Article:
The University of Central Lancashire’s Making Carbon Work Project (MaCaW) and a £15,000 grant from the European Regional Development Fund (ERDF) are helping one of Lancashire’s most respected names in fresh food supply cut its energy costs and carbon.
For almost 50 years, B Cookson Limited has been a trusted name in fresh produce wholesaling. Originally operating from Preston’s Bow Lane Wholesale market, the company moved to purpose-built facilities in Fulwood, Preston in 2000. The site is energy intensive. The large walk-in refrigerators that hold stock and keep products fresh are in operation 24/7. Multiple forklifts load and unload large HGVs and smaller vans. And a large office space is home to an admin and sales team that supports the business. B Cookson Limited was no stranger to carbon reduction activities.
“We already had around 40 solar panels in place and were using LED lighting,” explains Accounts Manager Nicola Morley. “We wanted to do more and find new/better ways of operating more energy efficiently, including installing more solar panels. When we started looking for someone to help us, the potential of a match funded grant from Making Carbon Work (MaCaW) convinced us to get in touch.”
The MaCaW energy audit took place in summer 2019 and the report, produced in September the same year, confirmed the potential that increasing solar PV could have on the business. “Installing a 45 kWp solar PV system to generate electricity would save 15.83 tonnes of CO2e emissions annually, in addition to the savings delivered by the solar panels already in place,” explains Mark Nelson, MaCaW’s Business Engagement Officer. Beyond solar, the MaCaW report identified further carbon reduction opportunities in behavioural change and renewing some of the LED lighting.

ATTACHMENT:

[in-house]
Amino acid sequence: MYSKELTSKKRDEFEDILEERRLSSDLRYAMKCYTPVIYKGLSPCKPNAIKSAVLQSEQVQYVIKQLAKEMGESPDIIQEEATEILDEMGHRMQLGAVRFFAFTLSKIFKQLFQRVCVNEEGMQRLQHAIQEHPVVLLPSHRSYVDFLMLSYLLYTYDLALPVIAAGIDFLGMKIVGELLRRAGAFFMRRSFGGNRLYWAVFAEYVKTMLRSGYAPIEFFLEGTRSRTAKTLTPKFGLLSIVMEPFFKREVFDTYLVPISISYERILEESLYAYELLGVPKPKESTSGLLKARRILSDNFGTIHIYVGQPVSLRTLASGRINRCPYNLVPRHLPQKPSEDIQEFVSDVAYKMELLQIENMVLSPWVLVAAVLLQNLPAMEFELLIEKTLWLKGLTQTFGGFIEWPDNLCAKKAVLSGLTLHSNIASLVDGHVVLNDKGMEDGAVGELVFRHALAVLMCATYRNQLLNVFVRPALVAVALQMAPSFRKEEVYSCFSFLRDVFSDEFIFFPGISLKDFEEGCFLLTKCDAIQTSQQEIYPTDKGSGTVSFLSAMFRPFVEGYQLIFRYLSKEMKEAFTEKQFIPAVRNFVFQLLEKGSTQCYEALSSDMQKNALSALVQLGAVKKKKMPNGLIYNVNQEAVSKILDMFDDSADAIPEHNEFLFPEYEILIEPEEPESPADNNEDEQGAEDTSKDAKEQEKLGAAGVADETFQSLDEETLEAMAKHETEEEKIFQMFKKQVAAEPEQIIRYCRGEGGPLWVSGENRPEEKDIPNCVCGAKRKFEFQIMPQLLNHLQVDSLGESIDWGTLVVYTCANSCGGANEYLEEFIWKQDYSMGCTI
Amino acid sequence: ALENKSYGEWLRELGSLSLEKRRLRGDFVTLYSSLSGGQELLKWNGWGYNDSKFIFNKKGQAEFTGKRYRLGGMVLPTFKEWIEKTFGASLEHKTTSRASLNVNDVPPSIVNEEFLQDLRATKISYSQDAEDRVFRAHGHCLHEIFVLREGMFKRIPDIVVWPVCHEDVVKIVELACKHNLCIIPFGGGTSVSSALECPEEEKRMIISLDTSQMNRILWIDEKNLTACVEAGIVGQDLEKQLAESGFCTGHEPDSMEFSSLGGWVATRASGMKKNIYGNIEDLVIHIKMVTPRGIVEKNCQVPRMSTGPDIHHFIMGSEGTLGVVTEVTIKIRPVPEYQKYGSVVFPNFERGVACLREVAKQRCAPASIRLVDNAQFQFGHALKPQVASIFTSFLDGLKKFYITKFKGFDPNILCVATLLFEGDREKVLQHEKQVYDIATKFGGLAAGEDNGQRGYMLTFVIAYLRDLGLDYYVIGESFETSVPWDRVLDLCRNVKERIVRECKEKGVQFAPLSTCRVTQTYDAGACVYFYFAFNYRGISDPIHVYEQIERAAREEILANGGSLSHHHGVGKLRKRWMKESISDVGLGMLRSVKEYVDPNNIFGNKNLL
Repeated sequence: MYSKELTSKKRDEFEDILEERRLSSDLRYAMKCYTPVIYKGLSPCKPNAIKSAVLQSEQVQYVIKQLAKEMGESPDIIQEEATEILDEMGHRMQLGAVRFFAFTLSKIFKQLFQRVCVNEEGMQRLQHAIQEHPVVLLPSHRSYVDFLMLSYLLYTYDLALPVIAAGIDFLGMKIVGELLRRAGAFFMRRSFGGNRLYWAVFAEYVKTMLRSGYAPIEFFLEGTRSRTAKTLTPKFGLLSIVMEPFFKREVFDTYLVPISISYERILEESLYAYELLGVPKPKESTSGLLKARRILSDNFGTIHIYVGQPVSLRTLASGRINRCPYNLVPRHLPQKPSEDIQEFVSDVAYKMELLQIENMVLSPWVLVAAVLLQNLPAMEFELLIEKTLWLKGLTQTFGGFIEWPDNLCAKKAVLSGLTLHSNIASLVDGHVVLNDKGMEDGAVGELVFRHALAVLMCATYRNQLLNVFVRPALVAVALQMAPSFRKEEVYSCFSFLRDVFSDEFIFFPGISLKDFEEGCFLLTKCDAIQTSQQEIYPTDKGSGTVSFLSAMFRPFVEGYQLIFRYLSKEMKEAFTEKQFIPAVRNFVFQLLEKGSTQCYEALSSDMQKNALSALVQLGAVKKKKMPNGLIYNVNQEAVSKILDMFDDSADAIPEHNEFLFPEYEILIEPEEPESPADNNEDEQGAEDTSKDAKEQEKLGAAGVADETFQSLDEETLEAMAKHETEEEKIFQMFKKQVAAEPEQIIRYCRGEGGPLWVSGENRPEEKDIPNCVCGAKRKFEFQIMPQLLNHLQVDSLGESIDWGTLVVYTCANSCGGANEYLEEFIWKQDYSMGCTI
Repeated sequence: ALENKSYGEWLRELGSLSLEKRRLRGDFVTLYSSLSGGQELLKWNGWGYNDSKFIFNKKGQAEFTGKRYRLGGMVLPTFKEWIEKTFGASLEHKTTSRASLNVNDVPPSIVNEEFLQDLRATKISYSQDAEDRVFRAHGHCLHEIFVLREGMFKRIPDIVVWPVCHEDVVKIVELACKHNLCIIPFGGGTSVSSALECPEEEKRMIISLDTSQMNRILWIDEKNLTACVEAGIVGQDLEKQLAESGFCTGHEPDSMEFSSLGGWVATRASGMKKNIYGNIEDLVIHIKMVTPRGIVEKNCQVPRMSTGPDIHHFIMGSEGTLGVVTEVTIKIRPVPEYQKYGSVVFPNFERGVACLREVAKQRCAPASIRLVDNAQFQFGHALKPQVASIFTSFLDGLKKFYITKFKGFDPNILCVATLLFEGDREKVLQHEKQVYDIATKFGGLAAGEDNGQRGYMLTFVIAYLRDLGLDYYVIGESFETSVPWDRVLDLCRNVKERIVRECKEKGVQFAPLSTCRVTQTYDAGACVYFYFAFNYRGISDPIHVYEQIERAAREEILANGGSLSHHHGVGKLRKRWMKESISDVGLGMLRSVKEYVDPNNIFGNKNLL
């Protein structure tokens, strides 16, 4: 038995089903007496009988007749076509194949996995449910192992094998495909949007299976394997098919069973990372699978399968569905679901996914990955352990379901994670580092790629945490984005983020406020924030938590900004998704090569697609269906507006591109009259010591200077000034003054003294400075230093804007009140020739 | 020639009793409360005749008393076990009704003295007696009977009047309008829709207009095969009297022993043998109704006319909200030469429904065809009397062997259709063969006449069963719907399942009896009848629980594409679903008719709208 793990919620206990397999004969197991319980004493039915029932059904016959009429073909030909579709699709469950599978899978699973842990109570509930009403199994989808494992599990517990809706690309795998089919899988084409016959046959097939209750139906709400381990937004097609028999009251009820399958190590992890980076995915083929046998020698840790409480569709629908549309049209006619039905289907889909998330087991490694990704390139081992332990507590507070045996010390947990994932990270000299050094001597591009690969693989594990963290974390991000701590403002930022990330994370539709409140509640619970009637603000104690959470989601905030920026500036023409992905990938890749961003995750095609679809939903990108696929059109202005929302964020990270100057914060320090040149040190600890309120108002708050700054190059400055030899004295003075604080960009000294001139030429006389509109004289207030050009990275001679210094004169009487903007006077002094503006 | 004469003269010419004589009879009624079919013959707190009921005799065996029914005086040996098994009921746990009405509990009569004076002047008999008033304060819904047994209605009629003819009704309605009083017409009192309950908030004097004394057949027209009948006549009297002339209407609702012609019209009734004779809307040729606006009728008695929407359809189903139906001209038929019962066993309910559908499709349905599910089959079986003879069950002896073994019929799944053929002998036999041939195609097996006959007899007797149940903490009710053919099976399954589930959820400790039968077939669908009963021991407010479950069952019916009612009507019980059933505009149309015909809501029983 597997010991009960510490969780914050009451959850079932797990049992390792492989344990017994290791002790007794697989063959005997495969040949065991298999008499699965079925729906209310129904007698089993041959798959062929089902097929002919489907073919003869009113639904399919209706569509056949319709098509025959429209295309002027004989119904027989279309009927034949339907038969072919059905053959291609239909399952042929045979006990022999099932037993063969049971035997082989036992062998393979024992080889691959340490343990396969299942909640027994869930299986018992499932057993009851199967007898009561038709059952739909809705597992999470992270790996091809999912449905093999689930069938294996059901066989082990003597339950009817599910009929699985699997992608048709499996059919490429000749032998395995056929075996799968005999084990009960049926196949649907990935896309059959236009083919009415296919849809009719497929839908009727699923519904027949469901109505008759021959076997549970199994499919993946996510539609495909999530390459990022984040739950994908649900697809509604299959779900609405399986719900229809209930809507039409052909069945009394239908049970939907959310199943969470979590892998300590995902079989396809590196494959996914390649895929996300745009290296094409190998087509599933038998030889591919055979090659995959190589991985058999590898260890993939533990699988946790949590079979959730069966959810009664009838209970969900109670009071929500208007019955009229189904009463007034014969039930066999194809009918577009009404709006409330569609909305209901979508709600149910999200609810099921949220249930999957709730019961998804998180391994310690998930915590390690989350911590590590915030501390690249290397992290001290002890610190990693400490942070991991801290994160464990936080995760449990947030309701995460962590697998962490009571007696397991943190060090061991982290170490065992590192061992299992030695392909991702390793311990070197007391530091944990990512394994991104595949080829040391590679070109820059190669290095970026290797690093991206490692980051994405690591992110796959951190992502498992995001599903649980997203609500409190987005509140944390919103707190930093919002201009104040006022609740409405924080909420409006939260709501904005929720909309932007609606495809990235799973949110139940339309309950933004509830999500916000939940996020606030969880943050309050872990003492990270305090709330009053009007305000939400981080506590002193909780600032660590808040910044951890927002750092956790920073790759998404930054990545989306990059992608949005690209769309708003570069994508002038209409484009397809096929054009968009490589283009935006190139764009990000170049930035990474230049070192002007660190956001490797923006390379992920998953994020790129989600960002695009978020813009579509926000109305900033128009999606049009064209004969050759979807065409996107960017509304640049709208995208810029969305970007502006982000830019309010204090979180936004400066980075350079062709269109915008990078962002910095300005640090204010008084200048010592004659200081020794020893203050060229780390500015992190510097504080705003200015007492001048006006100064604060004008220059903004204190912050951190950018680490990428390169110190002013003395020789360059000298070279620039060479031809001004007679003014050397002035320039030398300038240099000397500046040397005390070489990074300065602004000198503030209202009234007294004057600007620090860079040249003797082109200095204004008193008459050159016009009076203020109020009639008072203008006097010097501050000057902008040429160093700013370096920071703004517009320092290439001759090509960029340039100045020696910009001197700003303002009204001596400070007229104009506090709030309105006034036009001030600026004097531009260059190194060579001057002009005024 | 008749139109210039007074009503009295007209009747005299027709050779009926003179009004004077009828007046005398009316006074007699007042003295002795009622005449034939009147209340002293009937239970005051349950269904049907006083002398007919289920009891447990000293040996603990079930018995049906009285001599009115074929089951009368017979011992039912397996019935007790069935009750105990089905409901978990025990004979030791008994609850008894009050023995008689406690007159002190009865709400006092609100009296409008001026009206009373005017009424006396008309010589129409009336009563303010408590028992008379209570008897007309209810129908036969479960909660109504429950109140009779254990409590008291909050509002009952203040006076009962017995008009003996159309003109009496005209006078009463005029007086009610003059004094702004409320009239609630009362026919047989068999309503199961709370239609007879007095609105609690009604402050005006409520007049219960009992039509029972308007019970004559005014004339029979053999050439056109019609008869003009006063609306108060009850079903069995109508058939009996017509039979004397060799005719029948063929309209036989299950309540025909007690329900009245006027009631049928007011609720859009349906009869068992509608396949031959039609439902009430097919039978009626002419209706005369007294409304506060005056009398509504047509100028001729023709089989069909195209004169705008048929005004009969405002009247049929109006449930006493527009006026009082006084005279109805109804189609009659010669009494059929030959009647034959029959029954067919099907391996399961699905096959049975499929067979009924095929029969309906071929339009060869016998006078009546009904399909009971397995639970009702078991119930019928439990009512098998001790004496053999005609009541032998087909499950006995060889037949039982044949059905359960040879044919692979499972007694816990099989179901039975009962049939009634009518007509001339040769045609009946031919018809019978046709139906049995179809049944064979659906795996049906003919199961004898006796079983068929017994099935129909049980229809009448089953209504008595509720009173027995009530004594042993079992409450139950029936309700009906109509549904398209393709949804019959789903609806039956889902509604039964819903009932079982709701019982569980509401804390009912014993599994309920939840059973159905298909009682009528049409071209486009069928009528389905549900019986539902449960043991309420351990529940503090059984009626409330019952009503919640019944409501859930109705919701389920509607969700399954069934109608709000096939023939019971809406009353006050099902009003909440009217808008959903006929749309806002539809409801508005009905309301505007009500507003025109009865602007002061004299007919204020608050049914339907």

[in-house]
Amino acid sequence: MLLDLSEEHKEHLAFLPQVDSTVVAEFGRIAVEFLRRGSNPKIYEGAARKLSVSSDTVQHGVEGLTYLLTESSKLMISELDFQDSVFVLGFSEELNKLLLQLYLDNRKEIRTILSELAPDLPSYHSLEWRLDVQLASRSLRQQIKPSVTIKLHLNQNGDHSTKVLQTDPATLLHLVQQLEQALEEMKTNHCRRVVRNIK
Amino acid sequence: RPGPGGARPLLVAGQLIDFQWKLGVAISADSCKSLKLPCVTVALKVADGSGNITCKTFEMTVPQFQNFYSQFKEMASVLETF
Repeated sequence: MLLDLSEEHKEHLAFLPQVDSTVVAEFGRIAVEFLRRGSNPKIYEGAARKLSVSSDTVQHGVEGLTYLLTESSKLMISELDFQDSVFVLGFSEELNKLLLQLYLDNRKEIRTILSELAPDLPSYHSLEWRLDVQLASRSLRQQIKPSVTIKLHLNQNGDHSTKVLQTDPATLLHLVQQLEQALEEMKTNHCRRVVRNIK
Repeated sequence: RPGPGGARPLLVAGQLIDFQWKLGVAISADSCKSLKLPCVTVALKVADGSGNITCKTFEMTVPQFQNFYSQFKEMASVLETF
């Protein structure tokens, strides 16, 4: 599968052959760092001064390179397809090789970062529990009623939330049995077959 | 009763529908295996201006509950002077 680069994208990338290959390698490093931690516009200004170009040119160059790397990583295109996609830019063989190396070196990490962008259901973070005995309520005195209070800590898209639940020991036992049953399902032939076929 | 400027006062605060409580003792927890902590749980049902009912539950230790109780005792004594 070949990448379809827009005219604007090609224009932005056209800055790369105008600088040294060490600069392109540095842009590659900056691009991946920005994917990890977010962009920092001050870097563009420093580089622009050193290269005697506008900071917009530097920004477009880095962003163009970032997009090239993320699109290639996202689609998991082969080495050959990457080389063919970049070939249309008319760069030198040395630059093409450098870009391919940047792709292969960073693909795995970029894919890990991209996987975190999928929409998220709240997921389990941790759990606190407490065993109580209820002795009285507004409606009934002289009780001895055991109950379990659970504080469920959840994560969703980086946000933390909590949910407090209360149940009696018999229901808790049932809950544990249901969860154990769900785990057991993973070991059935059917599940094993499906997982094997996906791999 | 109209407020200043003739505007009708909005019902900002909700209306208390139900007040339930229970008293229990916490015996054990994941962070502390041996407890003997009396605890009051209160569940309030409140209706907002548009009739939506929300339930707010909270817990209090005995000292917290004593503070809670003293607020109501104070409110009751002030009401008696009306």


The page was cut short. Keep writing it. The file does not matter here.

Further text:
“There are limits to the behavioural changes we can make,” Nicola clarifies. “Our chillers need to stay on, of course. But one example of a change we did make was that when we close at the weekend we make sure the lights are off.” At the end of 2019, B Cookson Limited was exploring grant options with MaCaW to help with the cost of installing additional solar panels. “We found the application process really easy,” says Nicola. “UCLan have it well set up so they checked it and submitted it within a couple of weeks. Covid slowed the grant and installation process a little, but it was all very simple.” With support from MaCaW, B Cookson Limited’s application was approved for the maximum match funded grant of £15,000.
Now, 175 solar panels cover roughly half of B Cookson’s roof space. Although yet to receive an energy bill since completion of the installation, Nicola is looking forward to significant savings. “The new panels should save about 17% off our bills,” she confirms. “Our work with B Cookson is a great example of how a top-end grant can be invested in a large-scale solar PV project, delivering big savings in terms of cost and carbon,” says Mark. “It’s also a good demonstration of how we’ve been able to work successfully with clients and support grant applications during the COVID pandemic.” “I’d definitely recommend MaCaW,” says Nicola. “Going greener is something we feel we should be doing as a business and if you can do that whilst saving money it’s all good. MaCaW made doing that easy.”
MaCaW is a UCLan project, an industry and academic collaboration funded by the ERDF alongside UCLan, and supported by Boost; Lancashire’s business growth hub. To explore how MaCaW could help support your carbon reduction activities, content a member of the Boost team on 0800 488 0057. We can introduce you to the range of relevant support programmes available.